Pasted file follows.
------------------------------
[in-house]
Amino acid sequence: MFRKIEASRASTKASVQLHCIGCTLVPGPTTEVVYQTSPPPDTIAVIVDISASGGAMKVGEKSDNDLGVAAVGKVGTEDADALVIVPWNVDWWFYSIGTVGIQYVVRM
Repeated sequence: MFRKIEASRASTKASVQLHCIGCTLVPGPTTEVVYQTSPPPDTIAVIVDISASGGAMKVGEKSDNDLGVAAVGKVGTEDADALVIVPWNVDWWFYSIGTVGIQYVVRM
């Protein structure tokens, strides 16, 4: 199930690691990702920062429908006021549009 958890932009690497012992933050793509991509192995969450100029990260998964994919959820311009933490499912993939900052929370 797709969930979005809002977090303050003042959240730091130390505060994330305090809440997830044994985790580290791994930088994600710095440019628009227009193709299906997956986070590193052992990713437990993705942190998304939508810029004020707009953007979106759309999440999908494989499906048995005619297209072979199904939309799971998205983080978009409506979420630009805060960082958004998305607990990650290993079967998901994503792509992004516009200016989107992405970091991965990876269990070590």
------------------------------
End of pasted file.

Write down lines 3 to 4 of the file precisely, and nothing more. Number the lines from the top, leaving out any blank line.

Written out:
Repeated sequence: MFRKIEASRASTKASVQLHCIGCTLVPGPTTEVVYQTSPPPDTIAVIVDISASGGAMKVGEKSDNDLGVAAVGKVGTEDADALVIVPWNVDWWFYSIGTVGIQYVVRM
């Protein structure tokens, strides 16, 4: 199930690691990702920062429908006021549009 958890932009690497012992933050793509991509192995969450100029990260998964994919959820311009933490499912993939900052929370 797709969930979005809002977090303050003042959240730091130390505060994330305090809440997830044994985790580290791994930088994600710095440019628009227009193709299906997956986070590193052992990713437990993705942190998304939508810029004020707009953007979106759309999440999908494989499906048995005619297209072979199904939309799971998205983080978009409506979420630009805060960082958004998305607990990650290993079967998901994503792509992004516009200016989107992405970091991965990876269990070590």